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Izmir Coffee Festival - to rediscover coffee culture

  • Written by Portal Editor
Izmir Coffee Festival - to rediscover coffee culture

The usage of coffee can look back to a long tradition, in recent years it has been reinvented again. The mixture of tradition and modernity makes this product to something really special.

It is not surprising then, that Turkey, at least with regard to the coffee enjoyment, does something, not just look at own traditional Turkish mocca.

The word "coffee" derives from the ancient Arabian "qahwah". Originally the wine was meant with this word, which is forbidden to the believing Muslims. The Turks called it "kahweh", which means life force or strength. Because of the stimulating to slightly intoxicating effect of the coffee this became now to the "wine of Islam", instead of the fermented grape juice. Much of what you hear about coffee is based on legends and myths, less on facts. What is certain, however, is that the planting material Coffea was developed in tropical Africa and could only spread to other continents by human help.

Thus, the wild forms of today's commercially used Coffea species are probably from Africa, as the origin of the kind Coffea Arabica even origins from the Ethiopian upland. Robusta is being found growing wild in Uganda near the Victoria Lake, almost directly at the equator and not so much in the pronounced high-altitude landscape with often extremely moisturized influences.

According to reports of the sheikh Gemaleddin, the Mufti of Aden, from the year 1454, early forms of coffee plantations are already known in Yemen at this time. According to writings, the Yemenis were already active in planting Coffea as large coffee cultivation in the 14th / 15th century. They probably existed already in the 12./13. Century. After the first returnees of the crusaders which returned home with so far unknown spices, a flourishing trade of spices, including coffee, arose within a very short time.

New trade routes were set up for this purpose. Commercial traders wanted to use the newly created trade routes further more and they were looking for new products too. They came across Arabica coffee in Abyssinia. Since the cherries quickly spoiled, the traders from Yemen tried to grow coffee plants in their home country. This is how the first coffee plantations were made. The most important terminal in this period was the Yemeni port of Mokka or Mocha. The name of the typical Turkish drink was derived from the town name.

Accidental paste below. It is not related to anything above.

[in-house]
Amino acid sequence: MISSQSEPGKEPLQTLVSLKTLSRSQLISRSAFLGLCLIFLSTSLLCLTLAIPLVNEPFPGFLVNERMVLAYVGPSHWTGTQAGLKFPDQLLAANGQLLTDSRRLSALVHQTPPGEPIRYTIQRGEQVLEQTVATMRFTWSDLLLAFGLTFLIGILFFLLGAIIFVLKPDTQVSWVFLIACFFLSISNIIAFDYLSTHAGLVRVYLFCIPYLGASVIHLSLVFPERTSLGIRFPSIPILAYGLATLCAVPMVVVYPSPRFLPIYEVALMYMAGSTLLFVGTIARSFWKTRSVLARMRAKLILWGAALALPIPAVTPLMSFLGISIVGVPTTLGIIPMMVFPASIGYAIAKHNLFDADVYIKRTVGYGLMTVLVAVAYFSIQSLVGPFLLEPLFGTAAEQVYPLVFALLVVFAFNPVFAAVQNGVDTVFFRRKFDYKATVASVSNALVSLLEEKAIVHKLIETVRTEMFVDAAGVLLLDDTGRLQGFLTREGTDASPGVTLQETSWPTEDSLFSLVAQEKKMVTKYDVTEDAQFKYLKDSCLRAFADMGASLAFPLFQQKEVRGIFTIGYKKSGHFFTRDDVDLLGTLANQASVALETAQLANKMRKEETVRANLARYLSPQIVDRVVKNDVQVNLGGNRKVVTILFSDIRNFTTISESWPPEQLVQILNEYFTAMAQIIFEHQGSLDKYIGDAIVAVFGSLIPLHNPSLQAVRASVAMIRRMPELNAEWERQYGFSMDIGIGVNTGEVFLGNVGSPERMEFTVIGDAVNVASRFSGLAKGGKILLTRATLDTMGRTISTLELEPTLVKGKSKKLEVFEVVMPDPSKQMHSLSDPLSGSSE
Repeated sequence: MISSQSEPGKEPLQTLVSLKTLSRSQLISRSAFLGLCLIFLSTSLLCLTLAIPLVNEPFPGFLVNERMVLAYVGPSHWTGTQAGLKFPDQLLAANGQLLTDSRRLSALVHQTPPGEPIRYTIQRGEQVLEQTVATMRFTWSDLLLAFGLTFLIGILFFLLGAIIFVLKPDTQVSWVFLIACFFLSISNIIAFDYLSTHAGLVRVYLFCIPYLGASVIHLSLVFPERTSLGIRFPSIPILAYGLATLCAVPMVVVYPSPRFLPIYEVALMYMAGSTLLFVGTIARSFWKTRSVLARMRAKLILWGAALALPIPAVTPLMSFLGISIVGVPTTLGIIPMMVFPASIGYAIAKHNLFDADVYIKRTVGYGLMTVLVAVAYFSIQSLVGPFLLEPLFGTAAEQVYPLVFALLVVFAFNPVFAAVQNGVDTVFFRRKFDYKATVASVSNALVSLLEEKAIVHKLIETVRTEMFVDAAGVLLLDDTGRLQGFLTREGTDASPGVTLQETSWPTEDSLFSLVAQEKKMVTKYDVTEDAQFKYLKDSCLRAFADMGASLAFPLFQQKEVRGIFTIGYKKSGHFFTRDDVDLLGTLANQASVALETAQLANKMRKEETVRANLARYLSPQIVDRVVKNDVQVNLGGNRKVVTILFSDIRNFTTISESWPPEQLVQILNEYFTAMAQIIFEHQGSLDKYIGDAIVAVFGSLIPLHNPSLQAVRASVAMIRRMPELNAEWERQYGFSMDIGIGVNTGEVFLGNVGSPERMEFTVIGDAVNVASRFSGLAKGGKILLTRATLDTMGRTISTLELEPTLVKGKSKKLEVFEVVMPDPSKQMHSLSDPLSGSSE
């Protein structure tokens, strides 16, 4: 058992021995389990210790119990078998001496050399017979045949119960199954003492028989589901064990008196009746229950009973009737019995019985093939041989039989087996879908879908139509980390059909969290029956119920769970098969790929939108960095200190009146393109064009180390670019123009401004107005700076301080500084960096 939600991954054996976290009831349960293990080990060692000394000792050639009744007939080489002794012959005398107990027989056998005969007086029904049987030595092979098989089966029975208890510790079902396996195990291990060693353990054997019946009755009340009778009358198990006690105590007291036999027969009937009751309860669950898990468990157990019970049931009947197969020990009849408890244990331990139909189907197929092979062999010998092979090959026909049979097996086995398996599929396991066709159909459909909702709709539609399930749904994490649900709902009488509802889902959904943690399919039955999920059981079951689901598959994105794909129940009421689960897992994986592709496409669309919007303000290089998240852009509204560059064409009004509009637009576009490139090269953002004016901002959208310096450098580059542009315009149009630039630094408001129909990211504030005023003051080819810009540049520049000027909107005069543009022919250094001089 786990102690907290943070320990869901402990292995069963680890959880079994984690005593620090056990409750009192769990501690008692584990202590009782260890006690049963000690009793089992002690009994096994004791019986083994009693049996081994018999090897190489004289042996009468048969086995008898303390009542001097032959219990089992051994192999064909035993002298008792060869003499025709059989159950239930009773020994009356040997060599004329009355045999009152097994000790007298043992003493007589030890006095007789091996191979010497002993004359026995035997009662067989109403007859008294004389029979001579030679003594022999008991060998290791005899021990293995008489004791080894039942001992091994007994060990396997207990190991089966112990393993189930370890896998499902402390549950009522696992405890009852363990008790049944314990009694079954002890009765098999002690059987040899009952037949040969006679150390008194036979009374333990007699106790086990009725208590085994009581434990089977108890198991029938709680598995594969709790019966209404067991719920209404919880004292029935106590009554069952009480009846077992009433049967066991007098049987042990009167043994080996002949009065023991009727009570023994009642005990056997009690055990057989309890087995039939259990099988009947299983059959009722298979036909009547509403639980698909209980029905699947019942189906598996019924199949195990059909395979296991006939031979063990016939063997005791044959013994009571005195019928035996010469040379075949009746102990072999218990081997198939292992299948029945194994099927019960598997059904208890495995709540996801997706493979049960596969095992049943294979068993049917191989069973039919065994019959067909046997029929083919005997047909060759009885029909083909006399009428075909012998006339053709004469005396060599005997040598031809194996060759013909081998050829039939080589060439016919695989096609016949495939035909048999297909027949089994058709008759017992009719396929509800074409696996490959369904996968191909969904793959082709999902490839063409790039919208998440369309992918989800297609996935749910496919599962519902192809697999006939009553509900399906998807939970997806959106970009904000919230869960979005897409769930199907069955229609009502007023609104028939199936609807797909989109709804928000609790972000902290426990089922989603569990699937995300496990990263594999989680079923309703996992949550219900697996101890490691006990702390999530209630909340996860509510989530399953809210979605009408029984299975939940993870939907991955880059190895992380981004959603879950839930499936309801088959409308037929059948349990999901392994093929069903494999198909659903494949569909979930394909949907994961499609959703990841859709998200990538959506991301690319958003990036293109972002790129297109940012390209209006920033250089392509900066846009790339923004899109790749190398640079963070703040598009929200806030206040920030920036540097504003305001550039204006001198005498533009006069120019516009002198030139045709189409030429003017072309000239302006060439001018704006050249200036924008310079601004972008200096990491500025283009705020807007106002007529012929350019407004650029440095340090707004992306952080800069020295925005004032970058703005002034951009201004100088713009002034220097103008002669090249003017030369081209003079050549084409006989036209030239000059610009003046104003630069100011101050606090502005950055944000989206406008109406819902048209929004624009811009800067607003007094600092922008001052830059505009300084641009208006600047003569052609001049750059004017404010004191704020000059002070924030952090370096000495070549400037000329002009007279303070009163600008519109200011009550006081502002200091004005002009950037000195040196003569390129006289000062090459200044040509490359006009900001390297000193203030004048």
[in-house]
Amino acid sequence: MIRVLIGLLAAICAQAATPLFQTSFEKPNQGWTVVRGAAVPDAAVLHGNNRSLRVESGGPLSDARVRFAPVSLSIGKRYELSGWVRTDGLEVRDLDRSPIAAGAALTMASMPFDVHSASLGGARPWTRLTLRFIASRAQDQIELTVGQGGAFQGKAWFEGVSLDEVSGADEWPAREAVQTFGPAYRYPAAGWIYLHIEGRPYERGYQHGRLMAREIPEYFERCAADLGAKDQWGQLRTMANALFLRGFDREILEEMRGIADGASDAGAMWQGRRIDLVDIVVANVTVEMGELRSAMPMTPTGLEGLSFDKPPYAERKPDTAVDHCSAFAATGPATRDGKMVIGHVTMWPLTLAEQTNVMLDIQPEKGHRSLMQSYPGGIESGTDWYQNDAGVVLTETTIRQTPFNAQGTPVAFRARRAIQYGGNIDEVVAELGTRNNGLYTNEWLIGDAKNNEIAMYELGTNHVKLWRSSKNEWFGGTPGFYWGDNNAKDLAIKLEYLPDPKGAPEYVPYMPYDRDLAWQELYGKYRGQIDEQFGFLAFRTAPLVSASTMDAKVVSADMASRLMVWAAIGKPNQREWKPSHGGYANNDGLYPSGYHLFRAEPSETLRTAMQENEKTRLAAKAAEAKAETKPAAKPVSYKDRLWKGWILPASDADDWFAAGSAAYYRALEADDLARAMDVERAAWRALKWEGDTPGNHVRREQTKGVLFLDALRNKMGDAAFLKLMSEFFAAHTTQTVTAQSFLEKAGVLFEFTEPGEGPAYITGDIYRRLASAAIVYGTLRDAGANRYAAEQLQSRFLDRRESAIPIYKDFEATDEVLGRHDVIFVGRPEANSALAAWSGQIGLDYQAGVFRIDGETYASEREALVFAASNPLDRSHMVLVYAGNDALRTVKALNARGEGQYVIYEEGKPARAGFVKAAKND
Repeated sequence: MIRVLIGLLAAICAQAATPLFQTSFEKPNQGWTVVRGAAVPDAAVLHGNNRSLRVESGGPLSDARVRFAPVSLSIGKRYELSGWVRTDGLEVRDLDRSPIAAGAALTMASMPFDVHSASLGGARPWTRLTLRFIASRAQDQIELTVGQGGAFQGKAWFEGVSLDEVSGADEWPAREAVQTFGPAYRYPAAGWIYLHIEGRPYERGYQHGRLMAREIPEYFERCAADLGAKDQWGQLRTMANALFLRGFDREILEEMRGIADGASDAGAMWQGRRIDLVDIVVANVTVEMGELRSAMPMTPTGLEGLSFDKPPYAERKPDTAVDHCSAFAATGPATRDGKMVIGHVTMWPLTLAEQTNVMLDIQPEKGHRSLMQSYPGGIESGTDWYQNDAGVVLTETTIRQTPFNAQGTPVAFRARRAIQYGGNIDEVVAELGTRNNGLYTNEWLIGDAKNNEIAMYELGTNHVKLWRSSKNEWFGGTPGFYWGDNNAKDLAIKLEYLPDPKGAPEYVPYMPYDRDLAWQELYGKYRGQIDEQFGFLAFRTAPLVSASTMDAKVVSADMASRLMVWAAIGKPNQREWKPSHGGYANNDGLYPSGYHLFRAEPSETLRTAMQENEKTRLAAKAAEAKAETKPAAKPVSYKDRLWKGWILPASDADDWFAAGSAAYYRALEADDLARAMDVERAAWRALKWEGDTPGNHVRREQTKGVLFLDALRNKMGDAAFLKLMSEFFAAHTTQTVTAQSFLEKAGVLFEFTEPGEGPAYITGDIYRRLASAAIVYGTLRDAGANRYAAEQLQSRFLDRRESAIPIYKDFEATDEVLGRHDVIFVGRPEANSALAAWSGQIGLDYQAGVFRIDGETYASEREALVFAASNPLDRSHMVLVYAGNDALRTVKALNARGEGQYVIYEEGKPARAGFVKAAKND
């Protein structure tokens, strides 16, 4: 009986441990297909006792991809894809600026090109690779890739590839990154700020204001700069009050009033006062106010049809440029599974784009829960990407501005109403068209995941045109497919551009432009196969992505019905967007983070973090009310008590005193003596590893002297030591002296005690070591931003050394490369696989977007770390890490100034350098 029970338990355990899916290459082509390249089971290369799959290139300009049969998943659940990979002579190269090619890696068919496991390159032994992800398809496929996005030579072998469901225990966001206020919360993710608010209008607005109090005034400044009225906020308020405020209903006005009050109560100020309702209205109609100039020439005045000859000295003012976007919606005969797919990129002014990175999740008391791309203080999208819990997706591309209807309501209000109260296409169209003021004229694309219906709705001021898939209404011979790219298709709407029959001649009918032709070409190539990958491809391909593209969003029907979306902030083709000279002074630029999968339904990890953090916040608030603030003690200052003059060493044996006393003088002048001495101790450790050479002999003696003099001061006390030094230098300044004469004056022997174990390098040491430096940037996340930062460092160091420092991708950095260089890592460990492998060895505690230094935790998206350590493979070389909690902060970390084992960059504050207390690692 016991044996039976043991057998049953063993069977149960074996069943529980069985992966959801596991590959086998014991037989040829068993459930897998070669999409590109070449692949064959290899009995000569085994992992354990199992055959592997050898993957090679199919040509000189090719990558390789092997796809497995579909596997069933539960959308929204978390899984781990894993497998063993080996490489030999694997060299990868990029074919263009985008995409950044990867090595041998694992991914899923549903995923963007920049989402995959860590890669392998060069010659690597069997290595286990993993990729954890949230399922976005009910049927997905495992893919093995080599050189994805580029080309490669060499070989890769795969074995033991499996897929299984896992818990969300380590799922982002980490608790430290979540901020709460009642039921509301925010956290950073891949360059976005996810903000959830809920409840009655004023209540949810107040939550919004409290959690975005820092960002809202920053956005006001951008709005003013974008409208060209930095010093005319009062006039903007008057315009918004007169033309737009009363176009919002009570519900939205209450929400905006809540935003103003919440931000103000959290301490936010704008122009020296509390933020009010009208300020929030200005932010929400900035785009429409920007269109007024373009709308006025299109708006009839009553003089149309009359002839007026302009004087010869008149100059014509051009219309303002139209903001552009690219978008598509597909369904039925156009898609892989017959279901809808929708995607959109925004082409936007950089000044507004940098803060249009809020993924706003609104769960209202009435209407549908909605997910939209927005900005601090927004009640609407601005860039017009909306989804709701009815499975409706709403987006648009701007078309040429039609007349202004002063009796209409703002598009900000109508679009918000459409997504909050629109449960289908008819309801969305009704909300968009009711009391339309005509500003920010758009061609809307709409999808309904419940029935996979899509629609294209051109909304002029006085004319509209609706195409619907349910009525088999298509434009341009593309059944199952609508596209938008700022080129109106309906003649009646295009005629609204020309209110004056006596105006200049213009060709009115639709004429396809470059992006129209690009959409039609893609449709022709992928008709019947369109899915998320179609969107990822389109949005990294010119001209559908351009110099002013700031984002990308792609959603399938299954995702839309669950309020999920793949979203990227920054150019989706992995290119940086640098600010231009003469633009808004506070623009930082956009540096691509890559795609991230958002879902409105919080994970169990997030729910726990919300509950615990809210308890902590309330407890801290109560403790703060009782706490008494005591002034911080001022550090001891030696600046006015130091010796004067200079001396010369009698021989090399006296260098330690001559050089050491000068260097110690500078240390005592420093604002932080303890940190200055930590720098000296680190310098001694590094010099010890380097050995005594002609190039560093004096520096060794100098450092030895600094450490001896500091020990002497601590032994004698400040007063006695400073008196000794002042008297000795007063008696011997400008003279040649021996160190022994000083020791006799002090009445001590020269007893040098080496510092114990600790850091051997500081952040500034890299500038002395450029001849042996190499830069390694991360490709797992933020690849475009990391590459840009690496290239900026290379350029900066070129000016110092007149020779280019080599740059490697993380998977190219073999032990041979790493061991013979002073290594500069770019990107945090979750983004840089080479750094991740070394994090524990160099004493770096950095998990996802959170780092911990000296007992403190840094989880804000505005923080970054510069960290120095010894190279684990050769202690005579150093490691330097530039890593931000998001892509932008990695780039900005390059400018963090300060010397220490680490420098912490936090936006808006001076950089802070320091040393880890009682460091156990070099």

The Arabians have been drinking coffee since the 15th century. This is proved by a manuscript from Abd al-Kefir, dating from 1587, which is based on the oral tradition of records by an Arab named Shihab-ad-Din. These records do not longer exist, but are estimated to be more than 100 years older than the manuscript of 1587, which is now exhibited in Paris in a museum.

From the second half of the 15th century onwards, the triumphal appearance of the coffee beyond the borders of Mokka can hardly be stopped. Through the cities of Mecca and Medina the drink reaches Cairo and with the expansion of the Ottoman Empire from the 16th Century, coffee conquered Asia Minor , Syria, Egypt and the south-eastern Europe. The first coffee houses were built in many places.

For years, the Arab world, especially Yemen, had the monopoly of coffee trade. To prevent trade partners from having the idea to grow coffee themselves, the raw beans were brushed with hot water. Thus, these were germinative. The cultivation of coffee for a long time was a regular "state secretion".

This changed in the 17th century. The Arab coffee monopoly coincided with the beginnings of colonialization. At first it was probably Indians who brought the germinating beans into their homeland illegally and cultivated coffee plants. In 1616, the Dutch managed to plant plants, grow them and bring them to their colonies. From 1658 coffee was cultivated by the Dutch colonists on Java and Sri Lanka. From then on, other countries, such as France and Great Britain, were relentlessly expanding, and coffee cultivation expanded rapidly.

At the same time numerous coffee houses opened in Europe and North America. Coffee became an important international commodity and gained importing importance as a major domestic policy in consumer countries. The Austrians are cozy people. This is also reflected in the coffee house culture. In Bella Italia, the cafés, where you can almost sip your espresso at the doorstep, at sprint pace, are internationally famous and infamous café culture in Austria and especially in Vienna. This is even regarded as an immaterial UNESCO cultural heritage in Austria.

Marbled chairs, coffee, newspapers, logos and the legendary Thonet chairs. All these details are inextricably linked to the Viennese coffee-house culture, and this quotation literally hits the nail on the head: "The coffee house is a place where time and space are consumed, but only the coffee is on the bill." To enjoy the fast coffee, but to enjoy with a shot of coziness. Whether this coffee culture can also be applied to today's Turkey?

The coffee festival in Izmir should at least be a serious approach, so much was clear during the visit. In addition to the different coffee varieties, the production of the coffee and the preparation, different accessories were presented, which referred to the colorful variety of the coffee beverage. It is true that today, almost everywhere, you are able to buy coffee, to buy coffee machines from a wide range of manufacturers, but this does not mean that there is a variety in the preparation of the coffee, not to mention the culture. But look at the pictures yourself and find out, if coffee culture can be improved by the fair.

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